Identifying Crabgrass in Lawn Grass

While some may dismiss it as nothing more than a strange grass clump, crabgrass is a weed that resembles a crab. It’s characterized by a stem in the middle of the weed and blades emanating from it resembling crab legs.

Crabgrass thrives in dry, hot weather – so it tends to appear in lawn grasses in the mid to late summer months. Because of how crabgrass seed spreads, usually, there’s always more than just a single crabgrass plant.

The way crabgrass seedlings spread and germinate and its designation as an annual weed underscore the importance of properly treating crabgrass to prevent it from overtaking cool-season grasses year after year.

How To Kill Crabgrass

How do you get rid of crabgrass without damaging your lawn? Prevention is key, and we’ll get into various pre-emergent herbicides and other crabgrass preventers in the next section. But there are a few ways to eliminate existing crabgrass sprouts without doing damage to your lawn. Here’s a look:

  • Spot treatment: Use a good selective post-emergent herbicide or crabgrass killer herbicide for spot treatment on your lawn. I recommend products with the active ingredient quinclorac – like Drive XLR8 – to kill crabgrass. Fenoxaprop-p-ethyl (Acclaim Extra) is the next best option, particularly for larger, more mature crabgrass. And Mesotrione (Tenacity herbicide) will work, but takes multiple applications and is not as effective as the other two chemicals.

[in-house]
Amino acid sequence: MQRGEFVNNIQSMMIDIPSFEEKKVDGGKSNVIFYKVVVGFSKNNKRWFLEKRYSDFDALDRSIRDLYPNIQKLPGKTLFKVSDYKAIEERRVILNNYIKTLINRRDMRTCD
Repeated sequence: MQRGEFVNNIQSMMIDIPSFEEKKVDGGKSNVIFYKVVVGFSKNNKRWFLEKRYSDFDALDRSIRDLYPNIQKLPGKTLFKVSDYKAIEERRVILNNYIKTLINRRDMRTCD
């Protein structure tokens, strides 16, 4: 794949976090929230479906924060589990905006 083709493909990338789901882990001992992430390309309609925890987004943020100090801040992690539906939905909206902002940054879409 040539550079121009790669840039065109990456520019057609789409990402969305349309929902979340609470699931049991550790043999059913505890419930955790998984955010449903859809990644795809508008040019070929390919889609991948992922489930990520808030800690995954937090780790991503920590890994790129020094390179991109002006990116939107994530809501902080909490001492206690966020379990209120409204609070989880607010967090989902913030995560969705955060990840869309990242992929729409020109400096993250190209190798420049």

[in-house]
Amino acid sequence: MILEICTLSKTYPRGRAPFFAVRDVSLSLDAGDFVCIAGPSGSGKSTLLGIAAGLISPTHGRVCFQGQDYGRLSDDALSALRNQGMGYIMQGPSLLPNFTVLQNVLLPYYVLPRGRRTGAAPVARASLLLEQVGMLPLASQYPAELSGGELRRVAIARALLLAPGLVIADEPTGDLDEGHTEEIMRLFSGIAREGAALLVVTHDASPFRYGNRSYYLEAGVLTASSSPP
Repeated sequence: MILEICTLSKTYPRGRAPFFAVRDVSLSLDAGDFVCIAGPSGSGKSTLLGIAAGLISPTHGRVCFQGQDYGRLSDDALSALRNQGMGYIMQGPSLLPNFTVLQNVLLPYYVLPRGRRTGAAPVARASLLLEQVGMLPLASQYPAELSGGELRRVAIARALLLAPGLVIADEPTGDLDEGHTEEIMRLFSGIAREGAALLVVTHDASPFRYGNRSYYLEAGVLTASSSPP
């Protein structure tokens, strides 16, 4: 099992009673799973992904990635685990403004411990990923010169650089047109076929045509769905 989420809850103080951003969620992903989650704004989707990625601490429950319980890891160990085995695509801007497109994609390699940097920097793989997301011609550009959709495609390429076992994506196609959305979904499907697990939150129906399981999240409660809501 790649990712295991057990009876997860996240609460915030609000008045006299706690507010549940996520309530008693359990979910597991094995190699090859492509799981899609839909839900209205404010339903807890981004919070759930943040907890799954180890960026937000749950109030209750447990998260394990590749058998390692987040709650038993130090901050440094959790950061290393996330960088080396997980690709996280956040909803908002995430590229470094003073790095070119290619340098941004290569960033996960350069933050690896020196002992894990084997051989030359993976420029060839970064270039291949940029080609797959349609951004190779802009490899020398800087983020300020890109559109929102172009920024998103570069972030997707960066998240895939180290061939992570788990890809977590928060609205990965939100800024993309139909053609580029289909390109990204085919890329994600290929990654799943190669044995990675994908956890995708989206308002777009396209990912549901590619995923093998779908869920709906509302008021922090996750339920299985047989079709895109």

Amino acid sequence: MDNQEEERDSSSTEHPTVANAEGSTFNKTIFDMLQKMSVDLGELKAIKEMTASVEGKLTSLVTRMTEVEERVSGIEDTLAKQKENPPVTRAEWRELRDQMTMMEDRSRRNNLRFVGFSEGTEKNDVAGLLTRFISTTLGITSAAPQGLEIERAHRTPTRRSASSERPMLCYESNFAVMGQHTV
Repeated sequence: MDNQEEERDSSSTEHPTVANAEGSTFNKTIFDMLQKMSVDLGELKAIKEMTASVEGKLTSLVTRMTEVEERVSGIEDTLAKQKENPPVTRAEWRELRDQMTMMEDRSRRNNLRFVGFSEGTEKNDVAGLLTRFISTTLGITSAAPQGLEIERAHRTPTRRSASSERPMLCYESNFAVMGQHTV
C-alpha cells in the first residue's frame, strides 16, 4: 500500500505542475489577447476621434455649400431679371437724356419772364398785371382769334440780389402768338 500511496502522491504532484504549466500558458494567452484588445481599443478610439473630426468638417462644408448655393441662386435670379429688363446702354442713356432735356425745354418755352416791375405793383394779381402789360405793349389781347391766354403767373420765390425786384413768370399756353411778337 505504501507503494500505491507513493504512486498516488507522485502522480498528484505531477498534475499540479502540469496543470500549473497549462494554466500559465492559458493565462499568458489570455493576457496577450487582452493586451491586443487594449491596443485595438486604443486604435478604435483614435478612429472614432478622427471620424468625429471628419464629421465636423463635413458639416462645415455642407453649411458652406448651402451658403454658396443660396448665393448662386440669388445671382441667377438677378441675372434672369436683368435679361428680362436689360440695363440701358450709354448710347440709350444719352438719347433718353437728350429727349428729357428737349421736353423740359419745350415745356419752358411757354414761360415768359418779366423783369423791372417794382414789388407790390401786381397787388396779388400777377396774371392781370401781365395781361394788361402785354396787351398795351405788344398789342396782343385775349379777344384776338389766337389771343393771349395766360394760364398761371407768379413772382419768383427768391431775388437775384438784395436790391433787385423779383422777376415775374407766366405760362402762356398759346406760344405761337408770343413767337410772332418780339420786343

• Pick it out: If it’s young crabgrass, you should be able to discard it from your lawn. If the plant is too mature, however, this method of crabgrass control isn’t likely to be effective. Mature crabgrass plants can sprinkle seeds onto your lawn as you’re removing them.
  • Best crabgrass killers: Quinclorac and Acclaim Extra
    • You can also find some decent, ready-to-use products to kill crabgrass in big box stores and hardware stores. But these two products in particular will begin to show visible effects in as little as 48 hours.

How To Prevent and Control Crabgrass

Prevention is key to preventing and controlling crabgrass and keeping a healthy grass lawn. Here’s the best way how to do it:

  • Tend to your lawn in the early spring and know when to apply crabgrass preventer: Before soil temperatures become favorable and crabgrass seeds germinate (55 degrees Fahrenheit), it’s most important to act. Apply the appropriate lawn fertilizer with crabgrass preventers (Step 1 of a 4-step lawn care program), a pre-emergent herbicide, or corn gluten meal to control crabgrass naturally. Such products will work to discourage crabgrass before the weed growth has a chance to thrive. If you don’t, your crabgrass problem will only be worse next year.
    • Pro tip: I always follow up with a second pre-emergent application in the early to mid-summer. This will be your best bet for a weed-free lawn all growing season.